To support the free and open dissemination of research findings and information on alcoholism and alcohol-related problems. To encourage open access to peer-reviewed articles free for all to view.

For full versions of posted research articles readers are encouraged to email requests for "electronic reprints" (text file, PDF files, FAX copies) to the corresponding or lead author, who is highlighted in the posting.


Friday, March 15, 2013

Toward a Core Recovery-focused Knowledge Base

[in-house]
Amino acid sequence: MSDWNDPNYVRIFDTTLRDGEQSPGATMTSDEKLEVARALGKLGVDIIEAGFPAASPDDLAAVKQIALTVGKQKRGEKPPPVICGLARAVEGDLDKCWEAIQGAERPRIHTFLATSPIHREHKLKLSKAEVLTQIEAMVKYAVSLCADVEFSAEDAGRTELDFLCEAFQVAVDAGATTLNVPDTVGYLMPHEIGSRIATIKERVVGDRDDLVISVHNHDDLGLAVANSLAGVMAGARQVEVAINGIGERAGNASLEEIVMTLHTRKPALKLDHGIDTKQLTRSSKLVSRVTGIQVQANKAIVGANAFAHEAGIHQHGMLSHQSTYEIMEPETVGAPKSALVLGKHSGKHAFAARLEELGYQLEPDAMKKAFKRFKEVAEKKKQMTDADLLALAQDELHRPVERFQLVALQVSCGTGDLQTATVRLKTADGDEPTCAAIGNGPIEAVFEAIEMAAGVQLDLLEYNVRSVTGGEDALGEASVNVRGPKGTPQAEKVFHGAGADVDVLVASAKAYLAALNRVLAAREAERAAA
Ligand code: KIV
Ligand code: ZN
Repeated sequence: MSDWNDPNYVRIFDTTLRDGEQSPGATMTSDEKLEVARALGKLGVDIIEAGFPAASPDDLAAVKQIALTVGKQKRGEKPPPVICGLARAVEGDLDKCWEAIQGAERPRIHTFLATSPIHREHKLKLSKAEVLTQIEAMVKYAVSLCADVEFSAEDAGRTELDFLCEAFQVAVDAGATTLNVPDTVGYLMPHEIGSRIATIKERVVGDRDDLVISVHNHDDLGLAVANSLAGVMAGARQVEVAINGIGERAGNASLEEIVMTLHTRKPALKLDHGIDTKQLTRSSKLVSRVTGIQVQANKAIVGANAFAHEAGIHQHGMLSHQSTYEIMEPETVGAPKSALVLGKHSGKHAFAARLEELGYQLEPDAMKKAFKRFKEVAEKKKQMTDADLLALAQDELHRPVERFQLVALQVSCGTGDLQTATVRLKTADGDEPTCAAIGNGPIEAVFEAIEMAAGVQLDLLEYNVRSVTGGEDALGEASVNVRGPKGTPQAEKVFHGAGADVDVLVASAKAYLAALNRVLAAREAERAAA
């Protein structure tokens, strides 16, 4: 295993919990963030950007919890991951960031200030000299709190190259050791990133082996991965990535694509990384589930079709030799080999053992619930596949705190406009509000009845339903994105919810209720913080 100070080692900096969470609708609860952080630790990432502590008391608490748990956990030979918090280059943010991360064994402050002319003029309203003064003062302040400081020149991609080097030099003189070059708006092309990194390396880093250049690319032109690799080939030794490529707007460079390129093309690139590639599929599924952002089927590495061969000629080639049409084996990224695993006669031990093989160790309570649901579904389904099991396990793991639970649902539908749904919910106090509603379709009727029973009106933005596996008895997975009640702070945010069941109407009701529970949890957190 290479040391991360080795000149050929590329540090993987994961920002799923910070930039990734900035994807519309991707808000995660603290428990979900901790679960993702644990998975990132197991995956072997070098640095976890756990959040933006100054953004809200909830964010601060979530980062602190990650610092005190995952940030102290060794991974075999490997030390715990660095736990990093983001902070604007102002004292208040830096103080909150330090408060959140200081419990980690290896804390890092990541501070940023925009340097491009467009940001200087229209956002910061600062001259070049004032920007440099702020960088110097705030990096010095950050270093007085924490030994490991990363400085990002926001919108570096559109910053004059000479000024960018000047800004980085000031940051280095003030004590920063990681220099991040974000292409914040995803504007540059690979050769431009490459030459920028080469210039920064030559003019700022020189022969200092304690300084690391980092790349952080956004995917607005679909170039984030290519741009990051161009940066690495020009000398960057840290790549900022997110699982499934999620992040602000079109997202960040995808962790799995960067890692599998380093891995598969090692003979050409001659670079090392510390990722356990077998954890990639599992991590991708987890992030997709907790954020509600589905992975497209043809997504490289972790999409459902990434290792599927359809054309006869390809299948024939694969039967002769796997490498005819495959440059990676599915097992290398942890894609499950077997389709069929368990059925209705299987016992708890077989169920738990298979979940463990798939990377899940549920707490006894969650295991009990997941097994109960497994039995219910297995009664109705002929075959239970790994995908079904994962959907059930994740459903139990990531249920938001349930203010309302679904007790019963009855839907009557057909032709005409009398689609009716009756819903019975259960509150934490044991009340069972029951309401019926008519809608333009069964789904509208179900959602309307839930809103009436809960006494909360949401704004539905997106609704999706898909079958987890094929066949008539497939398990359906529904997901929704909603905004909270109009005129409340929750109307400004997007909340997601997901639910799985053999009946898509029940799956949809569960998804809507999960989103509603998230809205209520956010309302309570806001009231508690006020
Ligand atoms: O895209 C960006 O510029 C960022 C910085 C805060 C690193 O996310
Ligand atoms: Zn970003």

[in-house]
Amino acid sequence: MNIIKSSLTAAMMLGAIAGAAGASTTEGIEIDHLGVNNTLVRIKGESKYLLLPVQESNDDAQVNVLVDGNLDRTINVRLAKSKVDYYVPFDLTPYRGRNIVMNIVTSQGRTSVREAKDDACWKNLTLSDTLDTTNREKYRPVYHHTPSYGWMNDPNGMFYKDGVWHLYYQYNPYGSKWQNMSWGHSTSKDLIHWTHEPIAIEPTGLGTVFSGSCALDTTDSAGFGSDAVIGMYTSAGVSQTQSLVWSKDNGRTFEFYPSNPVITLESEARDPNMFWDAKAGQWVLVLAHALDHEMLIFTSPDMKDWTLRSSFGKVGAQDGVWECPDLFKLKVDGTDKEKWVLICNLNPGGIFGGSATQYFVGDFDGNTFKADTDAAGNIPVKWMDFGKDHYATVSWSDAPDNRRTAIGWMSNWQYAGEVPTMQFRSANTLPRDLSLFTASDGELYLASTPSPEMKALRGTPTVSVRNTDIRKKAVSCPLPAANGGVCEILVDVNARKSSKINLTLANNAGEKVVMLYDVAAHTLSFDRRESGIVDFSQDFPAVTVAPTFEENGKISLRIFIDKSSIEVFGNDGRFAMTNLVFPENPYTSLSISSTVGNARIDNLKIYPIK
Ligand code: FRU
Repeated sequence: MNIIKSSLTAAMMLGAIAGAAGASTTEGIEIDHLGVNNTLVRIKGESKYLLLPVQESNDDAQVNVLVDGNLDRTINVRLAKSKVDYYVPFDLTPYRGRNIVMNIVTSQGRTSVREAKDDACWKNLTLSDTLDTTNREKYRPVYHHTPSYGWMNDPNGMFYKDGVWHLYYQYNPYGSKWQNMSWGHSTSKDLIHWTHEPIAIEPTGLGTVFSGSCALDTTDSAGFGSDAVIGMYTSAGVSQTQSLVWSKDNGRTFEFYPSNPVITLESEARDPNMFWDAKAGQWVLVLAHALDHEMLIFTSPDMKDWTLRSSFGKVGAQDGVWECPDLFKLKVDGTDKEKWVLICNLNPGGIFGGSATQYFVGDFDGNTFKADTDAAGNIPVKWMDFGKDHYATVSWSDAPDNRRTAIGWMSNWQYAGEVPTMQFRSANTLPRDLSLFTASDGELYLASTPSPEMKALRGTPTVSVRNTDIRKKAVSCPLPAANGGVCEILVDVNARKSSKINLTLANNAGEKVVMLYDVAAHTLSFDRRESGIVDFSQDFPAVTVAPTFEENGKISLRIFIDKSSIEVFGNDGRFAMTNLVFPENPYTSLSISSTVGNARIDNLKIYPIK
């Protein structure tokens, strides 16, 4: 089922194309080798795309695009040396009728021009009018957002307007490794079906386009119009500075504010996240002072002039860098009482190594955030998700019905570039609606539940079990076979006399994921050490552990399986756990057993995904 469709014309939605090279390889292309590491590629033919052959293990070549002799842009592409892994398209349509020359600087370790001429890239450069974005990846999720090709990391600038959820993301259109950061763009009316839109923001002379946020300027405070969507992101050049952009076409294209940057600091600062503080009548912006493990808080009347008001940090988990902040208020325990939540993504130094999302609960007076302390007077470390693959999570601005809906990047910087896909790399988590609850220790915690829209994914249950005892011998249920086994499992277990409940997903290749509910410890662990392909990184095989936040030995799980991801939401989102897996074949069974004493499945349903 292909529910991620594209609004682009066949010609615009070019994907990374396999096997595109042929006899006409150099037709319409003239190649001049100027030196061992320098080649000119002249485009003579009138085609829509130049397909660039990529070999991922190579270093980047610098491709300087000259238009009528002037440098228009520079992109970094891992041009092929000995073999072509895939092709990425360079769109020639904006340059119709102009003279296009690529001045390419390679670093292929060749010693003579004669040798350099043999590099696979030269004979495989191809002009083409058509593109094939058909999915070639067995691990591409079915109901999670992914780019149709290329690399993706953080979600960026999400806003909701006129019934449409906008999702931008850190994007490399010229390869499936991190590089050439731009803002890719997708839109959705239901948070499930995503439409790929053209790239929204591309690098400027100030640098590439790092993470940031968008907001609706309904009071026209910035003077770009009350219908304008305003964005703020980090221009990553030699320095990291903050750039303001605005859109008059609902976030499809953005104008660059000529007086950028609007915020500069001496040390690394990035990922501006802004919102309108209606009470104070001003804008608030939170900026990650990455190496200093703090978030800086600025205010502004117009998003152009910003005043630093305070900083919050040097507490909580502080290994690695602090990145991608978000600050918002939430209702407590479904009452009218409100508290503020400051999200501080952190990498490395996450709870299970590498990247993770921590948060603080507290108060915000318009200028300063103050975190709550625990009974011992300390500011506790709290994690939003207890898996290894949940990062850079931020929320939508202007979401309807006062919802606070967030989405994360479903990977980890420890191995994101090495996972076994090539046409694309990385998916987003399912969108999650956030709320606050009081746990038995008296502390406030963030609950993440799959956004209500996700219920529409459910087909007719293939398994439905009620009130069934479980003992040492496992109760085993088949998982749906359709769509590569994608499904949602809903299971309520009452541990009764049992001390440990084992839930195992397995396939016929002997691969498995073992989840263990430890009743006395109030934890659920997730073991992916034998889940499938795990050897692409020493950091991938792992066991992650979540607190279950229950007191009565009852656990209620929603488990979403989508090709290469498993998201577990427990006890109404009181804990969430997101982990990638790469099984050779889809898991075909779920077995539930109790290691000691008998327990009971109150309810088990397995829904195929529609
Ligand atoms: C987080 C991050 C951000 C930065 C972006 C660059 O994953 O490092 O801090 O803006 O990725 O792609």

Recovery is emerging as a new organizing construct within the alcohol and drug problems arena. Government policymakers are reframing policy goals beyond those of supply reduction, harm minimization, and demand reduction. Discussions of primary prevention, early intervention, and clinical treatment are being reframed within a larger rubric of personal, family, and community recovery; wellness; and quality of life. Acute and palliative care models of addiction treatment are giving way to models of sustained recovery management nested within larger recovery-oriented systems of care. Clinical assessment and service planning are being revolutionized via the constructs of recovery capital and recovery planning. Multiple pathways of long-term recovery are being mapped within and across an ever-growing network of religious, spiritual, and secular recovery mutual aid societies and a greater understanding of processes of natural recovery. Grassroots recovery community organizations are springing up across the globe in an unprecedented level of cultural and political mobilization of individuals and families in recovery. New service institutions are emerging—recovery homes, recovery schools, recovery industries, recovery ministries, recovery cafes—that do not fit the traditional categories of addiction treatment and recovery mutual aid. Internet-based and other technology-based mutual aid and social networking are challenging traditional mechanisms for delivering both treatment and recovery support. New recovery-focused service roles are rapidly spreading, e.g., recovery support specialists, recovery coaches, peer specialists. And calls for pursuit of a recovery-focused research agenda are challenging the historical addiction pathology preoccupations of the National Institute on Drug Abuse and the National Institute on Alcohol Abuse and Alcoholism.  > > > >  Read More